Preparing Your Heirs for Wealth Transfers

Preparing Your Heirs for Wealth Transfers

Family issues are often overlooked within wealth and retirement planning. The reason you save and invest and ultimately transfer your wealth is because these are people you love. So an important set of issues to consider are the practical aspects of wealth transfer: what needs to happen when the time comes for the execution of wills, trusts and estates?

No one can put a precise number on it. CIBC Capital Markets says $750 billion will be inherited by Canadian baby boomers in the next decade. RBC Wealth Management forecasts that the total intergenerational wealth transfer in the US will exceed $3.2 trillion. So one way or another, a tsunami of wealth transfers is coming. The question becomes: what are wealth management clients doing to prepare their heirs?

Running a “dress rehearsal”
The “what” of an inheritance matters. But it is also very important to prep recipients with the “how”. Today based in Altamonte, FL, founder, president and wealth manager Daniel Rey of Voyage Retirement Solutions was and born and raised in New York. Growing up seeing both his mother and father working on Wall Street, Rey began honing his financial literacy at an early age.

Daniel ReyRey maintains that wealth transfer should not be some sort of last minute surprise. Instead, a key component of wealth management is to make sure family members are prepared not only emotionally but also in terms of financial literacy and maturity. Rey maintains that a great deal of effort should be expended engaging, educating, and otherwise preparing heirs.

Even so, it’s often the details that get overlooked in the event of a sudden change in circumstances. Such events are stressful enough. Nonetheless, this is where details begin to matter and it is here that Rey recommends that his clients organize what he calls a “dress rehearsal.”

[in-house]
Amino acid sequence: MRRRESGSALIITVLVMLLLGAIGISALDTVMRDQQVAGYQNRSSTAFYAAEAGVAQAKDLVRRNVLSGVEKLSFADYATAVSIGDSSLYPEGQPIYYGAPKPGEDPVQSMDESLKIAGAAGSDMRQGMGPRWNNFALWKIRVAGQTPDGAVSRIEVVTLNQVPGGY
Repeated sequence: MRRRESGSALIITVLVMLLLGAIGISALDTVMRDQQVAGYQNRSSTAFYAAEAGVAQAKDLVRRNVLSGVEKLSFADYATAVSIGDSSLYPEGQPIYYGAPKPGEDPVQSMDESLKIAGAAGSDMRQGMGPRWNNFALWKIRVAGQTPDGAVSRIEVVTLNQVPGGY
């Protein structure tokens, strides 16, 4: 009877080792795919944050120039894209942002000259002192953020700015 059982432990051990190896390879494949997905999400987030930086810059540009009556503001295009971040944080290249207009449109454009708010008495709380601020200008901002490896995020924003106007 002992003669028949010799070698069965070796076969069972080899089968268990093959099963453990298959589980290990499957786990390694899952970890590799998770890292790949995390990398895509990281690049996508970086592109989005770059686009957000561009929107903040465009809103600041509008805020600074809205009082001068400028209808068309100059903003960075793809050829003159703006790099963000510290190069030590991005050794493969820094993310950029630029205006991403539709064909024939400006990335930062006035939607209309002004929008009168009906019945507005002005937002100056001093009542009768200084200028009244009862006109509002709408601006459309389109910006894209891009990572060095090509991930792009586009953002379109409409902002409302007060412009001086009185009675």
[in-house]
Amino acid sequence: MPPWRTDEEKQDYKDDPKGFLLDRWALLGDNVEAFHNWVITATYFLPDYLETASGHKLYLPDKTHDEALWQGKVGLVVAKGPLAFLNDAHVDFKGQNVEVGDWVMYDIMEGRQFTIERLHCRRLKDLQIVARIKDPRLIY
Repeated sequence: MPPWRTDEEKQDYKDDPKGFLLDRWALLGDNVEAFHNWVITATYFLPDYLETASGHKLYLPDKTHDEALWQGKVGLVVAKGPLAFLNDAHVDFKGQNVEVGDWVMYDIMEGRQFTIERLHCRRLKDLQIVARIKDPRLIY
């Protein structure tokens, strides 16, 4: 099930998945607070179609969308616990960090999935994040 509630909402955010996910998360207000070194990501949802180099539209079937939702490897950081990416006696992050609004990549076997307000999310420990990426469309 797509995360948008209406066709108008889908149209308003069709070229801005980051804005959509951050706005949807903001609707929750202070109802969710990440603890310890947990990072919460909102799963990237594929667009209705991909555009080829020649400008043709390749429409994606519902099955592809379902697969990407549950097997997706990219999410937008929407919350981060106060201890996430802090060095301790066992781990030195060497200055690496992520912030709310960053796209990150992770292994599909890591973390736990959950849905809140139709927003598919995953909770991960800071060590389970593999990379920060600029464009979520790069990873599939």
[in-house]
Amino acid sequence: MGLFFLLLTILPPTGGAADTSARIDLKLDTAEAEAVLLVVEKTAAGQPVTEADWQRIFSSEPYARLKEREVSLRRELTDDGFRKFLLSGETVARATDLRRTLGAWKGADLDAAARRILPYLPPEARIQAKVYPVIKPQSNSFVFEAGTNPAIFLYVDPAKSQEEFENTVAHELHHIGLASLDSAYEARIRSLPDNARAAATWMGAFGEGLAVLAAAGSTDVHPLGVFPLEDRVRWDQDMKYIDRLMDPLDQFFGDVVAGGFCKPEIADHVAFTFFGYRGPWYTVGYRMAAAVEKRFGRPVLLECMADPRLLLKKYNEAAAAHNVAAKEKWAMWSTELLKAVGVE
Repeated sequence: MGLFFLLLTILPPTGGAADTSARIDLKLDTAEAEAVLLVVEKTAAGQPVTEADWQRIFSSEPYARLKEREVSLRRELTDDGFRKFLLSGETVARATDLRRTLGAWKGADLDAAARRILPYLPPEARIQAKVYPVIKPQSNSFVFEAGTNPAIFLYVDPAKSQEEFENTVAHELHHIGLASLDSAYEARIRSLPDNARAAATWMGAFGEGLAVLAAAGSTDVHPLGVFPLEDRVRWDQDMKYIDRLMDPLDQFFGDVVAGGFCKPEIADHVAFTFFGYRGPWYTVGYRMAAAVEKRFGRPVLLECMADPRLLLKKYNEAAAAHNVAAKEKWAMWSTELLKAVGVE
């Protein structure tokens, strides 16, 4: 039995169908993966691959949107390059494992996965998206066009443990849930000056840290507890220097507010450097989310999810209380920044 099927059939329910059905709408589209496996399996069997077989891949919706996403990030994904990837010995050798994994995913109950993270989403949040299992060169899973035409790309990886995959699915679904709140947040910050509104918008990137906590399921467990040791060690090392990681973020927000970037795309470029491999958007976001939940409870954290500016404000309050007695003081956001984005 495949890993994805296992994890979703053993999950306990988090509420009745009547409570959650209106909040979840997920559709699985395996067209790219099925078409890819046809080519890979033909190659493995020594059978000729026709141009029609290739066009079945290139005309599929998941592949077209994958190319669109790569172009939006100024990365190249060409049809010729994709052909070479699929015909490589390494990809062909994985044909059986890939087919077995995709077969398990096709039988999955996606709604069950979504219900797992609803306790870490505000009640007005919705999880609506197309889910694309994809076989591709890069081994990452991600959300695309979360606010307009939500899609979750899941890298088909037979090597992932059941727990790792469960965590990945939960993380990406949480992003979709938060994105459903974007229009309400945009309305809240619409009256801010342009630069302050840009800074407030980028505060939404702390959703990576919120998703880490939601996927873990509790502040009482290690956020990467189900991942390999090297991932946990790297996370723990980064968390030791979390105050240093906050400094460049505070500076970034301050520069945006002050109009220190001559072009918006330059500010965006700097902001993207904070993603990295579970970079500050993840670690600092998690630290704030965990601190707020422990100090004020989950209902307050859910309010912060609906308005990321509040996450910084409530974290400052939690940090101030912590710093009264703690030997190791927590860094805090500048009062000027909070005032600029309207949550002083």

“A dress rehearsal is a meeting with key members of the family to lay out what should happen in the event of death or incapacity,” says Rey. “What's worse than losing a loved one is having to deal with the burden of weeding through a financial cluster in the midst of grieving.” Organizing such a run through “can help instill peace of mind for our clients while providing their heirs with all the information they might need.”

Developing a “financial guide”
Leland Gross, CFP®, the founder and CEO of PeaceLink Financial Planning LLC in Virginia Beach, VA offers similar advice. All too often, maintains Gross, heirs are unprepared regarding practical matters and as a result, important issues can fall through the cracks.

“In the US there is approximately $7.4 billion in unclaimed life insurance policies because beneficiaries didn’t know the policy existed so they wouldn’t know to claim their benefit,” says Gross. “Additionally, 15% of siblings have fought over their inheritance, and 33% of them have lost their relationships with siblings over these disputes.”

Consequently, says Gross, “It is important that families learn how to engage with these conversations and find a way to stay informed on the family finances. If parents do not feel comfortable talking to their kids, I have them complete a financial guide, dictating where their insurances, investments, loans, will, safety deposit boxes, etc., are held, along with key contacts like a CFP, CPA, or lawyer. I keep a copy, I have the client keep a copy, and we give a copy to their children.”